Janey Willis

ISN Support Specialist

(Retired) ISN Assistant Webmaster

(Retired) ISN News Director

(Retired) ISN Technical Writer for Training Manuals

International Scleroderma Network (ISN)

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Hi Shelley

 

I have only just found your kind replies to my "Tattoo" posting.

 

I have to confess- I was kidding!

 

We have an English advertisement which often makes me chuckle. It shows a smattly dressed lady of about 90 years old with one of those gothic style tattoos encircling her none too firm bicep. That would certainly be my worry although I do think discreet and thoughtful tattoos placed in areas which are not going to seem daft in later years can be very lovely.

 

My 23 year old daughter has a small serpent on her hipbone.

 

Anyway thank you for your ideas on the subject and I agree there is usually a lot more to the whole process than initially meets the eye.

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What a hoot, Vanessa! And here I was totally worried about having burst your wanna-getta-tattoo bubble. It's about time the joke's on me, as I am always pulling other people's legs to the point of snapping.

 

You made me chuckle with both your messages! :emoticons-yes:


Warm Hugs,

 

Shelley Ensz

Founder and President

International Scleroderma Network (ISN)

Hotline and Donations: 1-800-564-7099

 

The most important thing in the world to know about scleroderma is sclero.org.

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Hi,

 

Interesting...

 

I have scleroderma sine scleroderma and am on tattoo #2, which is a huge piece covering arm and most of my back. All healed up no problem. I would not describe my sclero as stable but all my issues are internal. I am on oral dexamethasone for lichen planus practically every month also.

 

My rheumatologist (she was terrible!! She quit since and this left me without a rheumatologist as of now) did not want me to get it done. I did anyway since I figured that I might as well live my life the way I please as my medical issues restrict things already (fatigue, Raynaud's, intestinal issues to just name a few).

 

My first tattoo -- the size of my hand -- healed up perfectly in 2 weeks. Number 2 (the big one) has healed too. I just got the outline done so far, and have to wait a few weeks to get the shading started.

 

Of course it is mandatory to find a good tattoo shop who practices sterile technique. My artist uses a new needle for every client, every time and takes other precautions to prevent infections. Plus there is a lot of aftercare involved for weeks after the tattoo was done.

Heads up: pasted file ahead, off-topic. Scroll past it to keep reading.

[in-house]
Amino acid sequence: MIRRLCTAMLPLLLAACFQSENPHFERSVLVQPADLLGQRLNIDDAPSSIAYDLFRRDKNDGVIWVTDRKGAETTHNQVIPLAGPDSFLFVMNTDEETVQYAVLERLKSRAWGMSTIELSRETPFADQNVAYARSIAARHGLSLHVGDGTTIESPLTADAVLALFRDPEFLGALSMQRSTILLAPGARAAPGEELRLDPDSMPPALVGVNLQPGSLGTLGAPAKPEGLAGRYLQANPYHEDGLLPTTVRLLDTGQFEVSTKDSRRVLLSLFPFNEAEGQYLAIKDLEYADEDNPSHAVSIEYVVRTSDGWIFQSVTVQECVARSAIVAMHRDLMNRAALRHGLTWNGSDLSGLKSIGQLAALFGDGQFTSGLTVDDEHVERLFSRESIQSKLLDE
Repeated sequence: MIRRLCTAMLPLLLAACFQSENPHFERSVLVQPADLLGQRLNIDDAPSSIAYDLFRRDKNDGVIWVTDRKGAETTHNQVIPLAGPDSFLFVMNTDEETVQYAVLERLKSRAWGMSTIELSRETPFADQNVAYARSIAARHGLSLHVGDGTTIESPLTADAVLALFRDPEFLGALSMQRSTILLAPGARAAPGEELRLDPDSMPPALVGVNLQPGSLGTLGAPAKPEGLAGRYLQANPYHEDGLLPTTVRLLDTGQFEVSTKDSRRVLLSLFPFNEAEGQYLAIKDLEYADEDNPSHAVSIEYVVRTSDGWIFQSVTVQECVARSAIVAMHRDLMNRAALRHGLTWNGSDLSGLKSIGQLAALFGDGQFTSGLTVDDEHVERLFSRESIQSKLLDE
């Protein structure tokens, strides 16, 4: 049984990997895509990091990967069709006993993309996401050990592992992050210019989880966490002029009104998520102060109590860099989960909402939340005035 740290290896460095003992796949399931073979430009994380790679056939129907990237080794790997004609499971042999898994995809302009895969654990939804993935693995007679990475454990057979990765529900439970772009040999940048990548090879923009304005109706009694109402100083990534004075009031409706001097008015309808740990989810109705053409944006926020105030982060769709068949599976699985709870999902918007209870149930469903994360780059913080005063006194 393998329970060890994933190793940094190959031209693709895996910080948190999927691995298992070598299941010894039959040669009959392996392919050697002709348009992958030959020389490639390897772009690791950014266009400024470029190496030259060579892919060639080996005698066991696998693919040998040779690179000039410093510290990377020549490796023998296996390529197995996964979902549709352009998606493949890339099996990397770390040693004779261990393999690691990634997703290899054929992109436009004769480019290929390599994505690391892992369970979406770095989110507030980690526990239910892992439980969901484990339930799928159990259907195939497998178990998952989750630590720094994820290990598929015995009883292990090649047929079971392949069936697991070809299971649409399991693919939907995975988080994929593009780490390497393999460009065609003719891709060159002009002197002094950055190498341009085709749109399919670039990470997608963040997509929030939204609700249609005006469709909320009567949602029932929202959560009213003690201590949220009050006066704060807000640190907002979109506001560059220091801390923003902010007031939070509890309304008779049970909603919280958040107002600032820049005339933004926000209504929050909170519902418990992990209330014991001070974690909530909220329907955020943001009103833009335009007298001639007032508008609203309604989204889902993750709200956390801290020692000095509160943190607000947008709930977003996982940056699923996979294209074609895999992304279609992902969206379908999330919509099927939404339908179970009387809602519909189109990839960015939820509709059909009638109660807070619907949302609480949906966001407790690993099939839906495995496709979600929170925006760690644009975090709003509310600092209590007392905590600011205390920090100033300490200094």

I guess I would not do it if I had skin involvement. I wonder what skin art would look like after the thickening?

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Hi Eos,

 

I hope things continue to go well with your second tattoo. One thing you might want to look into, is that lichen planus can be caused by tattoos, specifically, the red ink in tattoos. So you might want to research that, and discuss it with your dermatologist (for lack of a scleroderma expert at the moment).

 

I don't know if there's anything you could do about your first tattoo (if it contains red) but perhaps you could work around any red in your tattoo #2 if it contains red or hasn't been done already. Since lichen planus is a skin disease, and since it can overlap with other skin diseases too, like vitiligo and scleroderma, it would be worth asking your (next) scleroderma expert about it, and bring along copies of any online research you find too in case that's not a particular area of expertise for them.

 

Also, I didn't get all that terribly far into researching about tattoos, just enough to remember that I came across lichen planus and the red ink in my travels, so perhaps there are also alternate versions of red ink that might be available to help with tattoo #2.

 

In any event, I hope it all goes very smoothly, and turns out well for you!


Warm Hugs,

 

Shelley Ensz

Founder and President

International Scleroderma Network (ISN)

Hotline and Donations: 1-800-564-7099

 

The most important thing in the world to know about scleroderma is sclero.org.

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Thank you Shelley.

 

The lichen planus is oral actually. Travels around my mouth. I remember I had it even back in my teen years and I thought I burned myself, but still had no idea why this weird pattern would appear after a burn.

 

I do not have any color in my skin art. I prefer black and white. I am actually thinking of getting some pale yellow to highlight the pattern in my snake images. Thank you for the info on red though. :D

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Hi you all,

 

I've got to say that I actually have three tattoos today, and the day after tomorrow I will have five. I've taken them all when I haven't been on any medication and my sclero is pretty much stabilized: Slow progressing going on all the time. The first one, really small wasn't too easy to heal but it took only like a week. The second one that covers my right side from under arm to the hip healed very quickly and well, like the third one too. The second one actually tells about scleroderma.

 

I love them and I've asked few doctors beforehand. They just said that it's my own decision and I could try. They just said that I shouldn't take them on sclero-areas of my body so I have them on sclero-free areas only.

 

Emmi

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I asked my scleroderma expert about tattoo's just in case the idea ever crossed my mind.. He said it was fine, I had all those concerns about scarring and the immune system.. Now I'm wondering what the right answer is?

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I have one small one, just in black, and it caused no problems at all. I guess it is a question of just how much do you want one - I really, really wanted mine. :lol:


Jeannie McClelland

(Retired) ISN Director of Support Services

(Retired) ISN Sclero Forums Manager

(Retired) ISN Blog Manager

(Retired) ISN Assistant News Guide

(Retired) ISN Artist

International Scleroderma Network